Toxic Stress and Children’s Outcomes and the State of Research on In-School Sources of Trauma
By Utieyin Etchie and Guy Johnson
This week, Leila Morsy and Richard Rothstein released Toxic Stress and Children’s Outcomes: African American Children Growing Up Poor are at Greater Risk of Disrupted Physiological Functioning and Depressed Academic Achievement. We at the Opportunity Institute are proud to be sharing Ms. Morsy’s and Mr. Rothstein’s piece and to help advance a national dialogue about the impact of toxic stress on students and of the role of trauma-informed practices in schools. Across school campuses, in different communities and in different states, students are in high-impact, ongoing relationships with toxic stress. This is true especially for students in areas with acutely concentrated disadvantage.
Morsy and Rothstein say stress becomes toxic when “…events or conditions are severely frightening or threatening, and especially when they are sustained or frequently repeated.” Under these circumstances, the otherwise salutary effects of stress — like heightened focus — are lost, and a host of negative stress-related effects result in a decrease in performance levels.
Even while the concepts of toxic stress and trauma-informed care gain wider understanding, and the idea is becoming more widely accepted that schools can play a transformative role in the lives of children subjected to toxic stress, Morsy and Rothstein are correct to identify that what continues to lag is research on — and support for — evidence-based practices and the thoughtful, timely, comprehensive implementation of those practices. Critically, they identify that research into academic disparities and disparities in student outcomes is doomed to fail if it does not recognize and understand the role of socio-economic disadvantage in toxic stress, and the racially disparate distribution of those socio-economic disadvantages.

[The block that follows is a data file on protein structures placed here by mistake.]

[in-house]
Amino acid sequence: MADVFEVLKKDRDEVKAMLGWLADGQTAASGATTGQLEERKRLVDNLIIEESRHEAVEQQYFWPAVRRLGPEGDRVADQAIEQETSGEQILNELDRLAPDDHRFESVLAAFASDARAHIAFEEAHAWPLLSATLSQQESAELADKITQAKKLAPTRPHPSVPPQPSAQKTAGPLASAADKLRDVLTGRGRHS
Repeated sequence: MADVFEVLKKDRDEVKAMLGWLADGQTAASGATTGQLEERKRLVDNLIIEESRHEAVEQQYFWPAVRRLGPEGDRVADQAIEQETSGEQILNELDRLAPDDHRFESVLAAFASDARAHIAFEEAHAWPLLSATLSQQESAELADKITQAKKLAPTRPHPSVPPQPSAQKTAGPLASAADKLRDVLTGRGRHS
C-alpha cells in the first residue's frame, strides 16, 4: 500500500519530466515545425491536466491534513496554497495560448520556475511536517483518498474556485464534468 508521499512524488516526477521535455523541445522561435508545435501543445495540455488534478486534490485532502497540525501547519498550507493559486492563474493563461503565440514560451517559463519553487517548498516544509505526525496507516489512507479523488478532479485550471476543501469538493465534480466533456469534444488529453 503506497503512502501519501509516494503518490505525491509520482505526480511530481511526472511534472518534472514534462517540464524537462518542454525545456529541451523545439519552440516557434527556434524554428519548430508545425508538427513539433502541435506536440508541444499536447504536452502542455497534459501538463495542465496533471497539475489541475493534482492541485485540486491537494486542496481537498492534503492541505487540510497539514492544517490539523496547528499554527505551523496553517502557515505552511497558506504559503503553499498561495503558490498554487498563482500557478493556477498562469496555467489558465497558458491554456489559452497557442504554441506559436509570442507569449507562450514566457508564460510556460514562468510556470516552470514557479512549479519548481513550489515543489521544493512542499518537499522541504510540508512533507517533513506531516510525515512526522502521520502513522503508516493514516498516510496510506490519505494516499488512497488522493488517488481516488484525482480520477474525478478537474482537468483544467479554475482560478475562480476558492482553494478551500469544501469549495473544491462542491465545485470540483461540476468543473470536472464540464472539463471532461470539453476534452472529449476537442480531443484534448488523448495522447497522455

More pointedly, they suggest that researchers and education reformers have at least abided — if not perpetuated — significant race-based inequities in education because they have failed to properly account for the disparate impact of toxic stress on black students. While the most common entry point into conversations about race and trauma-informed care is, as detailed by Morsy and Rothstein, the detailed and irrefutable data about the school-based racial discrimination in the form of school discipline, there are broader manifestations of racial discrimination in our schools and equally significant implications for how very far our system is off course.
Yes, data released by the U.S. Department of Education’s Office for Civil Rights show that black students are suspended and expelled at three times the rate of white students. The Civil Rights Project at UCLA has similarly documented large racial disparities in California school districts’ disciplinary practices, reporting that black students are disproportionately dealt expulsions and out-of-school suspensions — the harshest exclusionary penalties. And yet, while disparities in school discipline are a good, data-based place to start conversations about racial discrimination in our schools, it should not be where these conversations end. Consider, for example, that even when black children do not receive formal discipline in schools, they are still frequently subject to random searches, the use of metal detectors, increased police presence in their schools, and the threat of referral to law enforcement.